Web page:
Iguanas that disappeared a century ago are breeding again in Galapagos

Iguanas that disappeared a century ago are breeding again in Galapagos


A land iguana that disappeared more than a century ago from one of the Galapagos Islands is reproducing naturally after its reintroduction, the Ecuadorian Ministry of the Environment announced on Monday. 

The disappearance at the beginning of the 20th century on the island of Santiago of the reptile of the species Conolophus subcristatus, one of the three land iguanas living on the archipelago, had been noted by an expedition of the Academy of Sciences in 1903-06, the ministry said.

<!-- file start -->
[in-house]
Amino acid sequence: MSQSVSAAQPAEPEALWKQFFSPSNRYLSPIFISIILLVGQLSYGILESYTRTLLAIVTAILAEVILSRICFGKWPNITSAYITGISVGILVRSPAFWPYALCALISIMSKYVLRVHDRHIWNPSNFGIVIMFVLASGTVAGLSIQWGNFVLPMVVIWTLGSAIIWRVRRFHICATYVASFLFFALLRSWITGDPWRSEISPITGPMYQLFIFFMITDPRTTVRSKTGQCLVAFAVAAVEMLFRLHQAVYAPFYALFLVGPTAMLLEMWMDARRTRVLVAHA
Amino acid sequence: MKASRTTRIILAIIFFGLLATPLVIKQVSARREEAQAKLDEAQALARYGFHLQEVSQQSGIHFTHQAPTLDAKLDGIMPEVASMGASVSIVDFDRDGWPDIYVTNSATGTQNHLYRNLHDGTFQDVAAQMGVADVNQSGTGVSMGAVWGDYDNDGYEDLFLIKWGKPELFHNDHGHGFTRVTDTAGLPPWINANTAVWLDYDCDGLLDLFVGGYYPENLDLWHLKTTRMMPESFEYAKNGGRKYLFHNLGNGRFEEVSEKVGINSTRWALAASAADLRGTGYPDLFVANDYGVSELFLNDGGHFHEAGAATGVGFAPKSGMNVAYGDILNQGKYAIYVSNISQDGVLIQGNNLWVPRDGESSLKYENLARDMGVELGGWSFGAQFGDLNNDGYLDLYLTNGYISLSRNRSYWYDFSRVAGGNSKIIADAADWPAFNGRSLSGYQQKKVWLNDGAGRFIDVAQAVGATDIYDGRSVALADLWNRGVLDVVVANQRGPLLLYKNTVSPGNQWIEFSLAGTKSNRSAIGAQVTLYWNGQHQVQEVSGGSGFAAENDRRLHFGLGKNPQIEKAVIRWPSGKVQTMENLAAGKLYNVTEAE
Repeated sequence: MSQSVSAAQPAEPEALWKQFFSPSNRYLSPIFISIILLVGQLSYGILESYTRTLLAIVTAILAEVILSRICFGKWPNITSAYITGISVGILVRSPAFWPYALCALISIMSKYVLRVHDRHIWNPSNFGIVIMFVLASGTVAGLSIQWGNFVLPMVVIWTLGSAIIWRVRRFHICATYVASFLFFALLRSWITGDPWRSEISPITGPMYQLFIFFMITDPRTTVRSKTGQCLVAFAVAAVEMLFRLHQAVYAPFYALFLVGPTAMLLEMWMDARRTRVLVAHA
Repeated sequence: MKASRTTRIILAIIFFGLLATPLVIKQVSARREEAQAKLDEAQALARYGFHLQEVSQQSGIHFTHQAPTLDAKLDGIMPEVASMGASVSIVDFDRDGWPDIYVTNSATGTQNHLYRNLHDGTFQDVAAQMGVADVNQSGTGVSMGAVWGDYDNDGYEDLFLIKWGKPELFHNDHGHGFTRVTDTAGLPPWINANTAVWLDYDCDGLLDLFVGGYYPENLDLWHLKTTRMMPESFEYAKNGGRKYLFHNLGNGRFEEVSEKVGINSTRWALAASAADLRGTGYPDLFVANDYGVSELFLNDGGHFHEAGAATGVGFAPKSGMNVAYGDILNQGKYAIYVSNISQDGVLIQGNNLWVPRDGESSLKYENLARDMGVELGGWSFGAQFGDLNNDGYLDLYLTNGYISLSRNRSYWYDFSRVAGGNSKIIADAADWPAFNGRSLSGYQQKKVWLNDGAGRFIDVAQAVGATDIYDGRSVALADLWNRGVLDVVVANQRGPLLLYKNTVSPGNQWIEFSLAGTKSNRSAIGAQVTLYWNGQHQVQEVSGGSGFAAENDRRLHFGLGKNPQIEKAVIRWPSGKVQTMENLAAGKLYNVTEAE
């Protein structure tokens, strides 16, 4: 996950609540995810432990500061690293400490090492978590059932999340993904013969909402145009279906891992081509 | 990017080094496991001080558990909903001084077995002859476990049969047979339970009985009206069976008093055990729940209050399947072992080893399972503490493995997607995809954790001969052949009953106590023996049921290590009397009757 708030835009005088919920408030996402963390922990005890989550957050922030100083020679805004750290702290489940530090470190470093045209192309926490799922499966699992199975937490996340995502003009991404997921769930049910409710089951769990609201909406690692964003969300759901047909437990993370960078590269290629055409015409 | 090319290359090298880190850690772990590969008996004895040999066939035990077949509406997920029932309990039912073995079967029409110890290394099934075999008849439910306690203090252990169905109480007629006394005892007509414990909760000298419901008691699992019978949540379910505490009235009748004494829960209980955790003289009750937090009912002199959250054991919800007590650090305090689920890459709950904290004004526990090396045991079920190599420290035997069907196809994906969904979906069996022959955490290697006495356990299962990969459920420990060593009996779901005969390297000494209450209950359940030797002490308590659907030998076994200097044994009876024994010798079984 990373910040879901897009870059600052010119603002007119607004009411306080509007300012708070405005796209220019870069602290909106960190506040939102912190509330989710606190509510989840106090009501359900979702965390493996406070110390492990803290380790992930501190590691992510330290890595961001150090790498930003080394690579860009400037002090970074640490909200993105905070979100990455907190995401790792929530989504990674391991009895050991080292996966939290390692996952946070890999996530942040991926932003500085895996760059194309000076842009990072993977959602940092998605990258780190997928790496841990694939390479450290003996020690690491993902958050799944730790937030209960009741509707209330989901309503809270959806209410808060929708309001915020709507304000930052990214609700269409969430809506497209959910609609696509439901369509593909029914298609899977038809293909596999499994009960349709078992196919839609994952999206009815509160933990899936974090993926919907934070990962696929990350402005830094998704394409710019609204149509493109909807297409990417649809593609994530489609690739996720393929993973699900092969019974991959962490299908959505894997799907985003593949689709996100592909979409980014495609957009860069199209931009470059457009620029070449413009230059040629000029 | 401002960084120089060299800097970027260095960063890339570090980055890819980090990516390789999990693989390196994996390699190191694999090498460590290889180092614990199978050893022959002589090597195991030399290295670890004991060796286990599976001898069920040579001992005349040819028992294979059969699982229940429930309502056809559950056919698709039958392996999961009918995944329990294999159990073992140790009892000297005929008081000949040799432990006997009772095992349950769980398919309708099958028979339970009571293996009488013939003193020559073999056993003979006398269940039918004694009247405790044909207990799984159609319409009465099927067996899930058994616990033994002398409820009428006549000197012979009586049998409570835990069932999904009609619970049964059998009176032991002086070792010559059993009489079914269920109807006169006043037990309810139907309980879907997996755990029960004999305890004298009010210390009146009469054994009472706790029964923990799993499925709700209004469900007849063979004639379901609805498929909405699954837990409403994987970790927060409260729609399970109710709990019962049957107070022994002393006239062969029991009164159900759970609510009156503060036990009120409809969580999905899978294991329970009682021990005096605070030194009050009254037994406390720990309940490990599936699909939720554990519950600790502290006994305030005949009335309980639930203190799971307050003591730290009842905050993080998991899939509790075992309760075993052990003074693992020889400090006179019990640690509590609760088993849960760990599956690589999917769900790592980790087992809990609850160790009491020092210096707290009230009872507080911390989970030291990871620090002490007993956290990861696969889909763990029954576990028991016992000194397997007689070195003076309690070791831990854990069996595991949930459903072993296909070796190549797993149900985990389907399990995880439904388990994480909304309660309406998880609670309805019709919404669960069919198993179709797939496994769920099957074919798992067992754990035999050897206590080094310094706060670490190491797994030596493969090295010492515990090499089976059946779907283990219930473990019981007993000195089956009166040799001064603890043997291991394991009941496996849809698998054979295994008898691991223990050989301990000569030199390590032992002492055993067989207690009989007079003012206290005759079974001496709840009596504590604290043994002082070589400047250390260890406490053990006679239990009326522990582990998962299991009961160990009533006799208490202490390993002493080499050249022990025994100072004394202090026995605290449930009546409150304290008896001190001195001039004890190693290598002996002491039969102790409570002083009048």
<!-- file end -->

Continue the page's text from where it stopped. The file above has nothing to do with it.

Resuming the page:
In 2019, the Galapagos National Park (PNG) authority reintroduced more than 3,000 iguanas from a nearby island to restore the natural ecosystem of Santiago, which lies at the center of the Pacific archipelago.

This chain of isolated islands was made famous by the observations of British geologist and naturalist Charles Darwin who , in 1835, had counted a considerable number of iguanas of all ages on Santiago.

For the director of the PNG, Danny Rueda, “187 years later, we again see a healthy population of land iguanas with adults, juveniles and hatchlings. This is a great conservation achievement and bolsters our reintroduction hopes.”

Located nearly 1,000 kilometers off the coast of Ecuador, the Galapagos Islands are home to flora and fauna unique fauna and are listed as World Natural Heritage.